Deepfakes can be a severe credit negative for companies, says Moody’s

Advances in AI will likely result in more pernicious disinformation campaigns against companies

by NG MIN SHEN

AS CYBER security threats continue to grow in range and levels of sophistication, companies’ businesses and credit quality are at stake as advances in artificial intelligence (AI) have made easier the creation of deepfakes — doctored but highly realistic videos and images — designed to damage their reputations.

In a recent report, Moody’s Investors Service Inc said advances in AI technology will likely result in more pernicious disinformation campaigns against companies, posing credit risks for targeted organisations due to the greater potential for tarnished reputations and lost business.

“Imagine a fake but realistic-looking video of a CEO making racist comments or bragging about corrupt acts. Advances in AI will make it easier to create such deepfakes and harder to debunk them. Disinformation attacks could be a severe credit negative for victim companies,” Moody’s assistant VP-cyber risk analyst Leroy Terrelonge said.

Deepfake campaigns can be a severe credit negative for targeted companies by damaging their reputations to a point that customers cease patronising them, investors increase their cost of capital, and skilled talents reconsider employment opportunities.

Until now, disinformation campaigns against companies and other targets tended to be easily debunked and therefore have been typically short-lived.

In contrast, AI disinformation campaigns will take longer to disprove as the technology is quickly improving, thus debunking will likely require the development of new forensic techniques, and may at some point become very challenging.

“Given the pace of advances in the technology, debunking will likely require the development of new forensic techniques, or may at some point become humanly impossible,” Moody’s warned.

Malaysia is no stranger to cyber security risk incidents too.

According to national cyber security specialist CyberSecurity Malaysia, there were 2,977 cyber security incidents involving fraud, intrusion and malicious code recorded in the country between January and April 2019.

Combating deepfakes will require a combination of technology and education, Moody’s said.

To reduce exposure of deepfake campaigns in the short term, companies can actively monitor social media platforms and websites for disinformation, as well as ask content hosts to remove identified deepfakes.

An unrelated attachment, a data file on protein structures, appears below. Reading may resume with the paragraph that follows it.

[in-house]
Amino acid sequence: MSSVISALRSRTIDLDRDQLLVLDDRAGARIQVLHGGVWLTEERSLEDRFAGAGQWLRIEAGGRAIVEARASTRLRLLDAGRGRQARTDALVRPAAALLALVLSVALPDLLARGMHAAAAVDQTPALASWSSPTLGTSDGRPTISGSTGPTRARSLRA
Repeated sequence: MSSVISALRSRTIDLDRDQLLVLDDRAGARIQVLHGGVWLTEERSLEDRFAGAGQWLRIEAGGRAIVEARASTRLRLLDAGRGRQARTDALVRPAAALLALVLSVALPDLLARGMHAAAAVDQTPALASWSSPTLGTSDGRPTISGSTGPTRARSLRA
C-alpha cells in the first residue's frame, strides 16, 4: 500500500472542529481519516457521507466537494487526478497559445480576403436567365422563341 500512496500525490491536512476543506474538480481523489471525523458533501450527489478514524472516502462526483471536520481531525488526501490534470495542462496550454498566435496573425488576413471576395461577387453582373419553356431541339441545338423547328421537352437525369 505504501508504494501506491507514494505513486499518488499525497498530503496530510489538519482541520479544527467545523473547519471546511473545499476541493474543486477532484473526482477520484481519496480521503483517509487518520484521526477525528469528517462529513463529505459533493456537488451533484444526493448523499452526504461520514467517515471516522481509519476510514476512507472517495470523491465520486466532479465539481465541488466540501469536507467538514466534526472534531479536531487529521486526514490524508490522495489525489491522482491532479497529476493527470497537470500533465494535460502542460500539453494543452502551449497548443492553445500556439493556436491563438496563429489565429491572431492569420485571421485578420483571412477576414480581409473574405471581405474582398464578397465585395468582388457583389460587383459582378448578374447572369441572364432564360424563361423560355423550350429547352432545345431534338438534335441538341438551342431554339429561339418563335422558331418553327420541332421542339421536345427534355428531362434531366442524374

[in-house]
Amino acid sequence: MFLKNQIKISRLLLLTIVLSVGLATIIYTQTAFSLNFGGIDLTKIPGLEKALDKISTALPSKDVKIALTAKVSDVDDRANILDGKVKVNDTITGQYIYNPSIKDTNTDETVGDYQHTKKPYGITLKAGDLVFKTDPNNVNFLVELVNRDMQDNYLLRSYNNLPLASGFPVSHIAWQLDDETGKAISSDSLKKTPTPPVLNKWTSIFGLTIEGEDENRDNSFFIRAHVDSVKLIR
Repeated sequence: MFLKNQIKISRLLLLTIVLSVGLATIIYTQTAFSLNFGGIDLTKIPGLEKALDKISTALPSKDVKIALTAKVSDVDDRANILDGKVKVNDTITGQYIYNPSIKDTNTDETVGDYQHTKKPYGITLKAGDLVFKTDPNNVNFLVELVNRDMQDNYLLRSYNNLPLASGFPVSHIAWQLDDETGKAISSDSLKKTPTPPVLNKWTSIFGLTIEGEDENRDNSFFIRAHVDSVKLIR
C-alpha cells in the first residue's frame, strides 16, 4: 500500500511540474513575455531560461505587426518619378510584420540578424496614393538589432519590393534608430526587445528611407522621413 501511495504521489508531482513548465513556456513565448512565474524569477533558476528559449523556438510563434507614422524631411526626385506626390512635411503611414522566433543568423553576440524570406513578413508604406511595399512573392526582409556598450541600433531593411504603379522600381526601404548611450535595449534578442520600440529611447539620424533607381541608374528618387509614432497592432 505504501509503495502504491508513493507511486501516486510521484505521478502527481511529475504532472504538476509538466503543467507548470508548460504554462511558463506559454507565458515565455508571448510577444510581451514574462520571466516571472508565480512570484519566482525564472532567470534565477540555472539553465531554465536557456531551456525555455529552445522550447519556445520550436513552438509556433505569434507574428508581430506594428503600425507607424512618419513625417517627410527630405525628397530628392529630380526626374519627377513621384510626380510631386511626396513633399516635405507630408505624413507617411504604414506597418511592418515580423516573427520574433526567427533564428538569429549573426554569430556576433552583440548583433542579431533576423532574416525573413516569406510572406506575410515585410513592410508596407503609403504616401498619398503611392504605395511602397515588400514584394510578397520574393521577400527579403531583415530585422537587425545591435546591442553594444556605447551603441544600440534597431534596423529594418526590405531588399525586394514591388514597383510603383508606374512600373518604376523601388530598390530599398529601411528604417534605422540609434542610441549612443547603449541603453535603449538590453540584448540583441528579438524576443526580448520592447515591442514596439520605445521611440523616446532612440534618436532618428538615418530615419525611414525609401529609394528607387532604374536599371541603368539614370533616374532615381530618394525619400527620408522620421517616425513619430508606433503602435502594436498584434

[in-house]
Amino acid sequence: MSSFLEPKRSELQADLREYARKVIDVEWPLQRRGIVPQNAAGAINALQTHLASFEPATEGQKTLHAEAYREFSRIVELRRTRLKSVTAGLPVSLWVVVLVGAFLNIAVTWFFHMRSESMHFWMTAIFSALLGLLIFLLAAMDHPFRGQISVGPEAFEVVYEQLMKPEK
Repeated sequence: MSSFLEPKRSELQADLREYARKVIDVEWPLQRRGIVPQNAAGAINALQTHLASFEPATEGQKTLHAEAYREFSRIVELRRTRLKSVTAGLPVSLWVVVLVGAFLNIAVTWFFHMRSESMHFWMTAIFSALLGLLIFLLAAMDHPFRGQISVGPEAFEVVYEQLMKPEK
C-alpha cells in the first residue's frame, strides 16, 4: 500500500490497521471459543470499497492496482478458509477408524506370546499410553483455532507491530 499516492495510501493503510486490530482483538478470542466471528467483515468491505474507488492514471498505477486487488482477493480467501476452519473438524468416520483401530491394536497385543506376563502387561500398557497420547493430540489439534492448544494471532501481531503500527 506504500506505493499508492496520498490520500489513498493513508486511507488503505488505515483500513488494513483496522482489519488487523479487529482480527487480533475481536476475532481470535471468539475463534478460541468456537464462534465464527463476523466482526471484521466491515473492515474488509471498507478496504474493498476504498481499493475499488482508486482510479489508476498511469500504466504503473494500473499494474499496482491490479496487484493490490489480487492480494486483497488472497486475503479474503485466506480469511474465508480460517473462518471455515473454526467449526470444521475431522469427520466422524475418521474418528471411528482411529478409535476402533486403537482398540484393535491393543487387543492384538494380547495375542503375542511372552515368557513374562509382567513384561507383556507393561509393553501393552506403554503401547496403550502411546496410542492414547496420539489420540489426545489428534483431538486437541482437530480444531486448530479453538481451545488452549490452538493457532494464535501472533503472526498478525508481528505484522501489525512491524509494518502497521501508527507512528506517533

Companies can also publish their own content to debunk false claims, while over the longer term, technical and educational measures to rein in deepfake disinformation campaigns could also mitigate risk.

In line with recent cyber security-related incidents, MSIG Insurance (M) Bhd has launched Cyber SafeGuard, an insurance product designed to protect businesses of all sizes from the growing range of cyber risks proliferating in the Asean region.

The product provides standard financial protections as well as immediate access to expert operational and technical support in the event of a security breach, the general insurance company said in a recent statement.

Cyber SafeGuard was developed by MSIG Malaysia in collaboration with cyber insurance specialist MS Amlin, whereby both parties are members of Tokyo-based general insurer firm MS&AD Insurance Group Holdings Inc.

“Cyber security is a growing concern, particularly for small- and medium-sized enterprises (SMEs) who are being increasingly targeted. While most big listed companies now have decent cyber security systems in place, many smaller businesses do not have the same level of resources to dedicate to security. Cyber criminals often see SMEs as potential stepping stones into the systems of their larger customers in the supply chain,” MSIG Malaysia CEO Chua Seck Guan (picture) said.

The insurer has seen a growing tendency of cyber criminals to focus on smaller professional services businesses, such as accounting and law firms, in order to use their data for extortion and espionage purposes.

Hackers are also now extending their net beyond online retailers to healthcare, education, and food and beverage companies in order to harvest potentially sensitive customer data.

The potential cost of dealing with such breaches has risen significantly in the wake of increased personal data protection legislation in many markets.

“This means that any Malaysian firm with international customers could face massive legal claims in the event of a data breach. The costs of dealing with a cyber security incident — particularly for SMEs — could have a major impact on cashflow and potentially ruin businesses completely,” Chua said.

The group’s standard Cyber SafeGuard cover includes support for the appointment of an expert information technology forensics company, the cost of a public relations consultant to assist with the management of any reputational damage, the cost of a legal firm to advise on legal obligations, restoration costs, interruption losses, liability claims, extortion loss and regulatory costs.

The product is available to businesses of all sizes, with the premium charged to depend on the scale of coverage required, as well as the current status of the business in relation to its data management and business continuity systems.